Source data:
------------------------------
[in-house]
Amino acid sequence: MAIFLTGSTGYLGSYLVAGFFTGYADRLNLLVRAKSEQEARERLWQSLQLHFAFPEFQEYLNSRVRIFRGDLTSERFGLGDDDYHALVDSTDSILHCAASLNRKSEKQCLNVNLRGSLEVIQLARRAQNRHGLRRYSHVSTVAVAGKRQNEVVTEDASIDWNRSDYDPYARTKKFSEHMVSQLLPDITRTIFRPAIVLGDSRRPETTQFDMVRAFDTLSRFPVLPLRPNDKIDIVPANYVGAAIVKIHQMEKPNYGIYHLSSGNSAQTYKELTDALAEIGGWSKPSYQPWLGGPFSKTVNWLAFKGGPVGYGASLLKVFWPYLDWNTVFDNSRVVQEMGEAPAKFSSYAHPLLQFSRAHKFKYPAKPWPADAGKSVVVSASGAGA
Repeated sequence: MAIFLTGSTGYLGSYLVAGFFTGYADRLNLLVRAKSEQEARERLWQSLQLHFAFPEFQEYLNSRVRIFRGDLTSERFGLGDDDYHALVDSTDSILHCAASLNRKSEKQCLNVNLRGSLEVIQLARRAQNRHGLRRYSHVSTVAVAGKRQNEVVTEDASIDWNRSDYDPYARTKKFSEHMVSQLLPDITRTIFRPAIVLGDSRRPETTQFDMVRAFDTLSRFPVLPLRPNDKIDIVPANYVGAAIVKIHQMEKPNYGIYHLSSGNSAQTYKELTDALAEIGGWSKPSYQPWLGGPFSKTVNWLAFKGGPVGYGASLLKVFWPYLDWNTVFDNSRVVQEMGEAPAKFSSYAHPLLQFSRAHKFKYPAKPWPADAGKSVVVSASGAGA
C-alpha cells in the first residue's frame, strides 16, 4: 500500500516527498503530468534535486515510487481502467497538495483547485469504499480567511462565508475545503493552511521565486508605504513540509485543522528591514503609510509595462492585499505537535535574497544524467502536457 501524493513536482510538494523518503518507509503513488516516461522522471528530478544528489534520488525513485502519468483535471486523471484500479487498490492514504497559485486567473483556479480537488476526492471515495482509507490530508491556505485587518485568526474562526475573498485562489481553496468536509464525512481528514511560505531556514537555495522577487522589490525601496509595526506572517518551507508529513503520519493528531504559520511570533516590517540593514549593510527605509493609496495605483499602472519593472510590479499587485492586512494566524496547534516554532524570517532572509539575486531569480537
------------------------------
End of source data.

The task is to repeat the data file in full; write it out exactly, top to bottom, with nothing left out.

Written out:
[in-house]
Amino acid sequence: MAIFLTGSTGYLGSYLVAGFFTGYADRLNLLVRAKSEQEARERLWQSLQLHFAFPEFQEYLNSRVRIFRGDLTSERFGLGDDDYHALVDSTDSILHCAASLNRKSEKQCLNVNLRGSLEVIQLARRAQNRHGLRRYSHVSTVAVAGKRQNEVVTEDASIDWNRSDYDPYARTKKFSEHMVSQLLPDITRTIFRPAIVLGDSRRPETTQFDMVRAFDTLSRFPVLPLRPNDKIDIVPANYVGAAIVKIHQMEKPNYGIYHLSSGNSAQTYKELTDALAEIGGWSKPSYQPWLGGPFSKTVNWLAFKGGPVGYGASLLKVFWPYLDWNTVFDNSRVVQEMGEAPAKFSSYAHPLLQFSRAHKFKYPAKPWPADAGKSVVVSASGAGA
Repeated sequence: MAIFLTGSTGYLGSYLVAGFFTGYADRLNLLVRAKSEQEARERLWQSLQLHFAFPEFQEYLNSRVRIFRGDLTSERFGLGDDDYHALVDSTDSILHCAASLNRKSEKQCLNVNLRGSLEVIQLARRAQNRHGLRRYSHVSTVAVAGKRQNEVVTEDASIDWNRSDYDPYARTKKFSEHMVSQLLPDITRTIFRPAIVLGDSRRPETTQFDMVRAFDTLSRFPVLPLRPNDKIDIVPANYVGAAIVKIHQMEKPNYGIYHLSSGNSAQTYKELTDALAEIGGWSKPSYQPWLGGPFSKTVNWLAFKGGPVGYGASLLKVFWPYLDWNTVFDNSRVVQEMGEAPAKFSSYAHPLLQFSRAHKFKYPAKPWPADAGKSVVVSASGAGA
C-alpha cells in the first residue's frame, strides 16, 4: 500500500516527498503530468534535486515510487481502467497538495483547485469504499480567511462565508475545503493552511521565486508605504513540509485543522528591514503609510509595462492585499505537535535574497544524467502536457 501524493513536482510538494523518503518507509503513488516516461522522471528530478544528489534520488525513485502519468483535471486523471484500479487498490492514504497559485486567473483556479480537488476526492471515495482509507490530508491556505485587518485568526474562526475573498485562489481553496468536509464525512481528514511560505531556514537555495522577487522589490525601496509595526506572517518551507508529513503520519493528531504559520511570533516590517540593514549593510527605509493609496495605483499602472519593472510590479499587485492586512494566524496547534516554532524570517532572509539575486531569480537